I see no empirical evidense [hah! you wrote 'dense' -ed]
Last week, we summarized a Labor Department report on hours worked and earnings by state, which found that Nevadans work the longest hours and workers in the District of Columbia had the highest hourly wage. Over at The Atlantic, Richard Florida has parsed the data to focus on what makes a state’s labor force more or less likely to work longer weeks and get higher pay.
His result: Education seems to play a big role in how long a state’s average resident works, and for what wage.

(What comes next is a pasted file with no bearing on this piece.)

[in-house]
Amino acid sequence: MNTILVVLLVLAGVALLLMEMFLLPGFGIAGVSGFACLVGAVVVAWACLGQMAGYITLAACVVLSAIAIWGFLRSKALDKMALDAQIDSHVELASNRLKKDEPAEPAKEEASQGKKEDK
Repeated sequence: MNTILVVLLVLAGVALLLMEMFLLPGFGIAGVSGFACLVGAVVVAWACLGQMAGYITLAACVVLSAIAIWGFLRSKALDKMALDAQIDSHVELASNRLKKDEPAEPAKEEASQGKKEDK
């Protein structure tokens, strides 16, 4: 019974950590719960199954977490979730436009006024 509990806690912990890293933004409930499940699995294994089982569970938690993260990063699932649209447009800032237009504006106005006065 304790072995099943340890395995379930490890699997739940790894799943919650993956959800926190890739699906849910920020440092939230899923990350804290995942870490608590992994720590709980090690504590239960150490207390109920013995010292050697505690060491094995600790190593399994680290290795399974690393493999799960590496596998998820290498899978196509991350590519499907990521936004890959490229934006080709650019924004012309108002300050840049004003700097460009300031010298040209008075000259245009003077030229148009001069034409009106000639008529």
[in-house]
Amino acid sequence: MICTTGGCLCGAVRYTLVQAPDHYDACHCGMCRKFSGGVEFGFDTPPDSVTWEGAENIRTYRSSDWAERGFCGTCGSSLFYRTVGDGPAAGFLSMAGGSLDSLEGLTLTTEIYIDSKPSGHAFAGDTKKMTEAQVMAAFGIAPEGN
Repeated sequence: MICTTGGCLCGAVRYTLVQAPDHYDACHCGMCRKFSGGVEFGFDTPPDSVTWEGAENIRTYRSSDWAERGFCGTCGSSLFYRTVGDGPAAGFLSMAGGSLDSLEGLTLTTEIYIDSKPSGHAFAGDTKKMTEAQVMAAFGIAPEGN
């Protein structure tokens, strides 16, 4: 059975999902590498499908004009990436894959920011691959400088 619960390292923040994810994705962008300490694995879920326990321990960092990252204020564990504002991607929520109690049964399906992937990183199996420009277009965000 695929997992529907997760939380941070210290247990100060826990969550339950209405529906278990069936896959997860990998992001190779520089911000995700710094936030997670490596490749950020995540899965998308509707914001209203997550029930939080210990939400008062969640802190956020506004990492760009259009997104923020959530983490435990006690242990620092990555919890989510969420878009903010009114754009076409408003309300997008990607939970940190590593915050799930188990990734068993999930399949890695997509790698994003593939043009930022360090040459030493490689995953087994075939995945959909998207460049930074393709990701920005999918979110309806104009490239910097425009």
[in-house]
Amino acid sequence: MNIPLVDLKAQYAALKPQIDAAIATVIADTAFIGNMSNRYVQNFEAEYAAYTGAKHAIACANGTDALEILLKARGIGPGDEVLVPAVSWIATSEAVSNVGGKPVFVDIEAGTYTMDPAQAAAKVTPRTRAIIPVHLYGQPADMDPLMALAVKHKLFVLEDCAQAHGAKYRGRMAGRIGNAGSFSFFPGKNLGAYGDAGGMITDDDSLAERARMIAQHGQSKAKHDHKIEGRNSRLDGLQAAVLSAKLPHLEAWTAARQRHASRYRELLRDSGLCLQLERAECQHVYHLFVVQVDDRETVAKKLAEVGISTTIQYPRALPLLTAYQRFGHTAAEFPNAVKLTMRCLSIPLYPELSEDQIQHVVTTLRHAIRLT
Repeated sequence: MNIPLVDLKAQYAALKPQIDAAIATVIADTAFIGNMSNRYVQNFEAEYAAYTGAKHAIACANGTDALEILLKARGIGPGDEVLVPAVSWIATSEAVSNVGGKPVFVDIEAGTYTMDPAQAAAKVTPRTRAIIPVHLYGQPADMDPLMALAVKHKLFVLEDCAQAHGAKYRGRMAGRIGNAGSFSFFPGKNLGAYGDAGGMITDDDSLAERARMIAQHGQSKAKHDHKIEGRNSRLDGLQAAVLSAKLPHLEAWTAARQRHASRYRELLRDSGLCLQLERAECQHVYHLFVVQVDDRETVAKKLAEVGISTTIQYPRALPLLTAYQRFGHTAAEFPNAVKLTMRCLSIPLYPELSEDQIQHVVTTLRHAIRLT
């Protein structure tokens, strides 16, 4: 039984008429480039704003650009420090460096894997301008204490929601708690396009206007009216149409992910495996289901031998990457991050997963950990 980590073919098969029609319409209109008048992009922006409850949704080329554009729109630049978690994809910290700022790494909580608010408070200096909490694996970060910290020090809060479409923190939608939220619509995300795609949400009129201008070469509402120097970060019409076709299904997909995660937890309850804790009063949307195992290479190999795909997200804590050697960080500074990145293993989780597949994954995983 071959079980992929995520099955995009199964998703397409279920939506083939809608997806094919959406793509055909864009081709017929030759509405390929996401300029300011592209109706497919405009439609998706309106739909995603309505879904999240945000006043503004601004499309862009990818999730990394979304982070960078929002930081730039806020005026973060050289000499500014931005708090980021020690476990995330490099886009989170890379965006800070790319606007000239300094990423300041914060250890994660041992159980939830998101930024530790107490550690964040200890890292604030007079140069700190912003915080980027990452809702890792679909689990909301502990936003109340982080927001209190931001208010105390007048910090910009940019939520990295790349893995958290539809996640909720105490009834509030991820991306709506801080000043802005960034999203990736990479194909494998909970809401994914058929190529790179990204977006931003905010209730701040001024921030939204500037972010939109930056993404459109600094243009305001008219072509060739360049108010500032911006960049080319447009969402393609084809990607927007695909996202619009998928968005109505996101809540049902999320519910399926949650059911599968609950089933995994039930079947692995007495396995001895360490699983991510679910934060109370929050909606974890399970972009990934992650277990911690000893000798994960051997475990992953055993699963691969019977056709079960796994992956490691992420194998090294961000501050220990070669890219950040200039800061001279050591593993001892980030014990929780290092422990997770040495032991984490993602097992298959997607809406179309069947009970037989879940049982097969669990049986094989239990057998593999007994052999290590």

In the chart below, Mr. Florida, director of the Martin Prosperity Institute at the University of Toronto, plotted states according to human capital — here defined as what share of their work force had at least a bachelor’s degree — and how much their average worker earned per hour.As you can see, states with more college graduates tended to have higher wages (with a correlation of 0.65). And that’s not all....MORE
Richard Florida and Charlotta Mellander